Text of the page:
NEW YORK: It is a brilliant Father’s Day afternoon and I am sitting at McSorley’s, the oldest pub on the buzzing Lower East Side of Manhattan, where my younger daughter lives. She has invited her friends to quaff a few beers with me. Focused on making a life for herself in “this city that never sleeps,” she works hard and makes the most of the vibrant metropolis; mind-ful, I suspect, of the old Frank Sinatra standard: “If you can make it here, you can make it anywhere.”
My older daughter, on the other hand, has chosen to make Delhi her home, hanging out with friends from all over the world who happen to live in the capital. Both of them traverse the world with an easy sophistication that is enviable.
When my first daughter was born, my mother gave us a plaque, which read “You must give your children roots and wings. Roots will give them the strength to face any adversity; wings will help them soar above everything to explore new worlds and go farther than you ever did.” As I sat in the pub, with the group of bubbly twenty-somethings, I couldn’t help thinking of my mother’s plaque and marvelling at just how we may have got it right with our daughters.
The older daughter’s roots and the younger one’s wings are a perfect foil for my mother’s advice. They both make their way in the world. While I do draw a sense of satisfaction from their achievements, there is a nevertheless a disturbing arrhythmia in my mind. My thoughts go back to the cheerful holidays spent in our various homes in the US and in India: the warm Christmases, the lazy Sundays; the vacations we shared in Goa, in Europe and in the United States; the hysterical laughter while watching the bumbling antics of Inspector Clouseau in Pink Panther videos. These are comforting and pleasing memories; the sadness comes from knowing such togetherness will become less frequent in the years to come.
Such sweet and sour emotions are a luxury that today’s fathers enjoy. When I was growing up, fathers were remote persons. They inspired awe, sometimes admiration; most often fear but hardly ever love. Whether liberal or conservative, they just did not get involved in their children’s lives. The authoritarian ones ran their children’s lives according to their worldview; the more liberal ones simply accepted things.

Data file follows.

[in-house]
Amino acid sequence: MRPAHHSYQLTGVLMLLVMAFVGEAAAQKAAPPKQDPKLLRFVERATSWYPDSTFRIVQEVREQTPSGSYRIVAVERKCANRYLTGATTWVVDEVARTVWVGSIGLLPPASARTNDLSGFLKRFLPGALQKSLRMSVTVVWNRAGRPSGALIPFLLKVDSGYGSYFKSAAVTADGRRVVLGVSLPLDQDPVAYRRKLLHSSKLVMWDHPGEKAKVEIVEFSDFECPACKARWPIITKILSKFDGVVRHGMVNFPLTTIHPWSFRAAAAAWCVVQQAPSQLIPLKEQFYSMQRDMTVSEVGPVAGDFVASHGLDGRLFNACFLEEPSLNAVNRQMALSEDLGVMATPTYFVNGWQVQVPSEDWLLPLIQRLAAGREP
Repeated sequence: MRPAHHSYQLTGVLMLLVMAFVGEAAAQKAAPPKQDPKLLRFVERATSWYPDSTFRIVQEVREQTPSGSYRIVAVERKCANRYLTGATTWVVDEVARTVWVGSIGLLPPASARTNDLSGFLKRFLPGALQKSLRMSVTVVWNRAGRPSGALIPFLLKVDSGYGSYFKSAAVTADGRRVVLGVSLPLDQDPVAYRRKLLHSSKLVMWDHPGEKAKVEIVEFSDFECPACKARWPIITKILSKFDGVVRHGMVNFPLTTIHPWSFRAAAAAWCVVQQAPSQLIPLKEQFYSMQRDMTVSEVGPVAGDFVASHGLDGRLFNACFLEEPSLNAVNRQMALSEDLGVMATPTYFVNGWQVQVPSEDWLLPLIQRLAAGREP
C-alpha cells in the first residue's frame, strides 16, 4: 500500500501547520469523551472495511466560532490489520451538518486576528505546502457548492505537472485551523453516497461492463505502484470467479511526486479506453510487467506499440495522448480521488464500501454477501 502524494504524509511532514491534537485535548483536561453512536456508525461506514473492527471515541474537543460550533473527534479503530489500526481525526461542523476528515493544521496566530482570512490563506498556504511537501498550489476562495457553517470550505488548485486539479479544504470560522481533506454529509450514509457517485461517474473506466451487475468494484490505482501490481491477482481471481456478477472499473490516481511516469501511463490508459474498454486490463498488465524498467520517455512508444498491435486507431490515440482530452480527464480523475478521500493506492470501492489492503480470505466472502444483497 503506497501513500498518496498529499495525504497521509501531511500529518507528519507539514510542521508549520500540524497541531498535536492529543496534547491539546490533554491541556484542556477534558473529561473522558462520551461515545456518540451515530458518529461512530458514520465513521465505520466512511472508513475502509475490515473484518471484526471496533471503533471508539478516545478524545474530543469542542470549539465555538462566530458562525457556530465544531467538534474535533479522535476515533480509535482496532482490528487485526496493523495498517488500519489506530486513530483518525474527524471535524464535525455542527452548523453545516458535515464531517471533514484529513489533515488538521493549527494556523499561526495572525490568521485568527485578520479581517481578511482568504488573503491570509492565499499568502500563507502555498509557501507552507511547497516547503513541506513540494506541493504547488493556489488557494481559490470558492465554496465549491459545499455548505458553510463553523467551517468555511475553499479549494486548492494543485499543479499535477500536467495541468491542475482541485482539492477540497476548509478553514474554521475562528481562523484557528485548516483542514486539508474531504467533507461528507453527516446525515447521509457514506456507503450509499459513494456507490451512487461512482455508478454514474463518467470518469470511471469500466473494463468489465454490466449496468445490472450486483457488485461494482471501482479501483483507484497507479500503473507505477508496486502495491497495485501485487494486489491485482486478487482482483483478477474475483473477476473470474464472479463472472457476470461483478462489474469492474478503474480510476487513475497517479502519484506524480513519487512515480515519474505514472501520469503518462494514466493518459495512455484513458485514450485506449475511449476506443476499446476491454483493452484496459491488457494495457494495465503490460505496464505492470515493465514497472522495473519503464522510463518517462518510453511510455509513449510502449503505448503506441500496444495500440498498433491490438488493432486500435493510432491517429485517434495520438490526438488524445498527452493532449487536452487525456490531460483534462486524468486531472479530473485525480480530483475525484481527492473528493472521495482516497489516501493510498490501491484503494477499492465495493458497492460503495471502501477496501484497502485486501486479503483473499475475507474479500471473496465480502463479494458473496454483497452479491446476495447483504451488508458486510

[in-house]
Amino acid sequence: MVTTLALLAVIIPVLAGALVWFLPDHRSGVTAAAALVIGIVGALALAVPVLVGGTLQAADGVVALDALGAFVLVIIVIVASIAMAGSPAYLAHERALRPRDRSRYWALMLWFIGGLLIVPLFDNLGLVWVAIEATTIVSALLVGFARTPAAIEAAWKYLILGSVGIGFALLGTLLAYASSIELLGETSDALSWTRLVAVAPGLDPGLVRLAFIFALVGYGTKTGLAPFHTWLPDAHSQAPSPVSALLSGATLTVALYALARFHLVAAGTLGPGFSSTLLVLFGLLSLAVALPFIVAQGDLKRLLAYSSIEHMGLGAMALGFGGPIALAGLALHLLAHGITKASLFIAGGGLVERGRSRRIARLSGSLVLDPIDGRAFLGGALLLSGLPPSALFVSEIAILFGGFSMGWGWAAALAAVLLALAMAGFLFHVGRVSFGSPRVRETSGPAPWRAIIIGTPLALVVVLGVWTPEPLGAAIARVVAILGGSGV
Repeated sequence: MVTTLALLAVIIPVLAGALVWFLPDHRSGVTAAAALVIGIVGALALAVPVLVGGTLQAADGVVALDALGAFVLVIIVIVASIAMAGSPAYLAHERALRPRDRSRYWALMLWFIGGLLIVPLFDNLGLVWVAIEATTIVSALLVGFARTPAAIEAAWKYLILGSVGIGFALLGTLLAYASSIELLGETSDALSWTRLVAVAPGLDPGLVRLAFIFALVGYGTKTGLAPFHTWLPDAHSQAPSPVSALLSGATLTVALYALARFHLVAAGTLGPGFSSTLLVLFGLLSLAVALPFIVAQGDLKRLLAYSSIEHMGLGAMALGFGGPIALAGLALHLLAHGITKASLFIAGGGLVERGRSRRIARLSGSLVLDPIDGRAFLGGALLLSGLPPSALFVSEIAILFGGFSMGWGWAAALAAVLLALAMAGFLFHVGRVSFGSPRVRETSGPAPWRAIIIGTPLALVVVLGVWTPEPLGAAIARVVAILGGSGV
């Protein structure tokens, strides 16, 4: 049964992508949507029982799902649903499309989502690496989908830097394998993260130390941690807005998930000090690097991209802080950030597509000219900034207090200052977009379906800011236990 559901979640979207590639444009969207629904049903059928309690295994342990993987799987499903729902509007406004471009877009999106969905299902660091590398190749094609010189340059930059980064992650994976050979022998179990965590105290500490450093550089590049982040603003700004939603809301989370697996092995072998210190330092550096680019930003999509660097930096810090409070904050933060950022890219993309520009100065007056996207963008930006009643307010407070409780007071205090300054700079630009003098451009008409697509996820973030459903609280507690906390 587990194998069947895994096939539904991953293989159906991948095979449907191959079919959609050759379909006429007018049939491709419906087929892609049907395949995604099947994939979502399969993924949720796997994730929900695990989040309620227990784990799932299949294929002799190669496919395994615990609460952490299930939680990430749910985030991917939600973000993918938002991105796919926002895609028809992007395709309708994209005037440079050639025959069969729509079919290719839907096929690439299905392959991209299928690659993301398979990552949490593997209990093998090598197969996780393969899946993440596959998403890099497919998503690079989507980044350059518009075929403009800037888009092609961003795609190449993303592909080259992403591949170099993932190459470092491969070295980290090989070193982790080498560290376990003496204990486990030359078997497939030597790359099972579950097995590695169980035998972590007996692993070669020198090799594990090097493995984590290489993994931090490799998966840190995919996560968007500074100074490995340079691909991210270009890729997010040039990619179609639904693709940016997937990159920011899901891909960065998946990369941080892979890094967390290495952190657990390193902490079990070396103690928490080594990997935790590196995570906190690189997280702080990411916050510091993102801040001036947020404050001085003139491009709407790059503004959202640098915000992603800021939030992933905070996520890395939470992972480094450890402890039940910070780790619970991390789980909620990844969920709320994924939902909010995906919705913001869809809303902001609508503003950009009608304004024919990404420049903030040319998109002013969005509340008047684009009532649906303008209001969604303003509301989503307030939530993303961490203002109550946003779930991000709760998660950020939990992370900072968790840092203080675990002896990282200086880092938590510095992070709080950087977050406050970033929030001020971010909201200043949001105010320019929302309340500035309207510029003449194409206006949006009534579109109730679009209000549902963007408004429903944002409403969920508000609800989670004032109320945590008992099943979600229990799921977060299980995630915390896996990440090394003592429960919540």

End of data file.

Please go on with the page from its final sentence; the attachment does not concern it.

If they couldn’t control their children or satisfy them with baubles, they pulled back and became even more distant. The distant father, the absent father, the authoritarian father, the indulgent father… these are classical personality formulations on which much of today’s psychology and literature are based.
This is the thing about Father’s Day: even in blasé Manhattan: it evokes teary reactions in grey-haired men, who are otherwise balanced and not prone to sentimentality. Ever since it was first observed in Fairmont, a small mining town in West Virginia in 1908, the day was “etched in sadness as well as thankfulness”.
The Fairmont event was a church service in remembrance of the 360 men, many of them fathers, killed in a mining disaster the previous year. However, it was not until 1972, when President Richard M Nixon proclaimed it a national holiday that Father’s Day became established and its observance began to spread around the world.
Father’s Day is when children honor and indulge their father. There is some amount of Hallmark Card artifice to it. However, for me, it has always been a pause; a chance to remember the wonderful times growing up with my children; to recognize that the relationship with them is always ambiguous. You love them and hope for nothing in return. Most times, you experience pure joy; other times, there may be sheer aggravation. Underlying it is a bittersweet taste: as involved fathers we try to move heaven and earth to smooth things for our children when they are dependent on us. The haunting question is: will they still need us when we’re 64?
On a brighter note, some day we will have grandchildren on the knee.
This column appeared in DNA, June 26, 2007.